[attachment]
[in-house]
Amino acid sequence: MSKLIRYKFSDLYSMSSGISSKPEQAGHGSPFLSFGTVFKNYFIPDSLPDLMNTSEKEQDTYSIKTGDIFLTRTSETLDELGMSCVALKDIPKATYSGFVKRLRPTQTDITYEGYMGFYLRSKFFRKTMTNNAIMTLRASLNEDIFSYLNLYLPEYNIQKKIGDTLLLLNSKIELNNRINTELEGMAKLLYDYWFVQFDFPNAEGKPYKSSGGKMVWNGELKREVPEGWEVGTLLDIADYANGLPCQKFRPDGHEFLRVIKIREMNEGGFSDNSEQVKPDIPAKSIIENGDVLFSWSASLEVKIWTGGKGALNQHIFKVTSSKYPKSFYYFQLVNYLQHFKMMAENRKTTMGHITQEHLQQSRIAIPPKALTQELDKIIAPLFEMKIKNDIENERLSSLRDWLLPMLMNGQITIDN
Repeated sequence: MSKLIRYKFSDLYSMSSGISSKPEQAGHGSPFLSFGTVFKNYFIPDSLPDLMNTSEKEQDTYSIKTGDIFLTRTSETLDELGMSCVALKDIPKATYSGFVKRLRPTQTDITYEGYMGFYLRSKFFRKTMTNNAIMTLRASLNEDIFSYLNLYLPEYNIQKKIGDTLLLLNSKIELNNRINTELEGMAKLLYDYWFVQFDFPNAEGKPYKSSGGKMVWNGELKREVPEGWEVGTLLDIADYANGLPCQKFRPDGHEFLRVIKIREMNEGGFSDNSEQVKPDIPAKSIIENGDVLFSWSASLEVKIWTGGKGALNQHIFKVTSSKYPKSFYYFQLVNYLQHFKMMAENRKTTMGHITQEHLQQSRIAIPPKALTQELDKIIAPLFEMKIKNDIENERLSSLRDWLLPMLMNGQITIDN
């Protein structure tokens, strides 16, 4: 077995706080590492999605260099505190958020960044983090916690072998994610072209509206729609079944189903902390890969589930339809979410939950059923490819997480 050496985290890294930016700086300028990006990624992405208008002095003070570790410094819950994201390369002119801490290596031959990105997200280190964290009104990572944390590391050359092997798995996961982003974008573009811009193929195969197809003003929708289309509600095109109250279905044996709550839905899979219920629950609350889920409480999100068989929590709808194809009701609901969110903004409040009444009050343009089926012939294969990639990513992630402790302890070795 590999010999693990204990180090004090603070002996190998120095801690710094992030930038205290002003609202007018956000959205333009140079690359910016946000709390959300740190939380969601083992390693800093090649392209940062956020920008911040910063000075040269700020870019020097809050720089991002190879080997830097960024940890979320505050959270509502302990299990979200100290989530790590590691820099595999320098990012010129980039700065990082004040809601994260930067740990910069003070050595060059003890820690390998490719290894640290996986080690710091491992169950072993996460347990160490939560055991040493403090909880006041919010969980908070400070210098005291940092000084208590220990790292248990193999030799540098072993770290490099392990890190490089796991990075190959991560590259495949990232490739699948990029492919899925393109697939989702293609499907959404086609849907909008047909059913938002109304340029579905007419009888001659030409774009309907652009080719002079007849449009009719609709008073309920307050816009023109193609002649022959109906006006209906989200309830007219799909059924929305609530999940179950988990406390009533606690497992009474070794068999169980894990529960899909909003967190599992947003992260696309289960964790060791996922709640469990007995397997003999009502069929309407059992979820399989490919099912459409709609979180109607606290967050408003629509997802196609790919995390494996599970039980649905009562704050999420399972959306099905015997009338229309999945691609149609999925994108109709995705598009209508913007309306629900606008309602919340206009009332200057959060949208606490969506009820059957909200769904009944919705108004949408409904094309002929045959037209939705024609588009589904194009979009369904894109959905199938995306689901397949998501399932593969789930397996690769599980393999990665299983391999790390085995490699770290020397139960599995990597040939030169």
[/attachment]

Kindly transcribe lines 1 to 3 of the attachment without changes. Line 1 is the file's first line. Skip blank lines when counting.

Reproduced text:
[in-house]
Amino acid sequence: MSKLIRYKFSDLYSMSSGISSKPEQAGHGSPFLSFGTVFKNYFIPDSLPDLMNTSEKEQDTYSIKTGDIFLTRTSETLDELGMSCVALKDIPKATYSGFVKRLRPTQTDITYEGYMGFYLRSKFFRKTMTNNAIMTLRASLNEDIFSYLNLYLPEYNIQKKIGDTLLLLNSKIELNNRINTELEGMAKLLYDYWFVQFDFPNAEGKPYKSSGGKMVWNGELKREVPEGWEVGTLLDIADYANGLPCQKFRPDGHEFLRVIKIREMNEGGFSDNSEQVKPDIPAKSIIENGDVLFSWSASLEVKIWTGGKGALNQHIFKVTSSKYPKSFYYFQLVNYLQHFKMMAENRKTTMGHITQEHLQQSRIAIPPKALTQELDKIIAPLFEMKIKNDIENERLSSLRDWLLPMLMNGQITIDN
Repeated sequence: MSKLIRYKFSDLYSMSSGISSKPEQAGHGSPFLSFGTVFKNYFIPDSLPDLMNTSEKEQDTYSIKTGDIFLTRTSETLDELGMSCVALKDIPKATYSGFVKRLRPTQTDITYEGYMGFYLRSKFFRKTMTNNAIMTLRASLNEDIFSYLNLYLPEYNIQKKIGDTLLLLNSKIELNNRINTELEGMAKLLYDYWFVQFDFPNAEGKPYKSSGGKMVWNGELKREVPEGWEVGTLLDIADYANGLPCQKFRPDGHEFLRVIKIREMNEGGFSDNSEQVKPDIPAKSIIENGDVLFSWSASLEVKIWTGGKGALNQHIFKVTSSKYPKSFYYFQLVNYLQHFKMMAENRKTTMGHITQEHLQQSRIAIPPKALTQELDKIIAPLFEMKIKNDIENERLSSLRDWLLPMLMNGQITIDN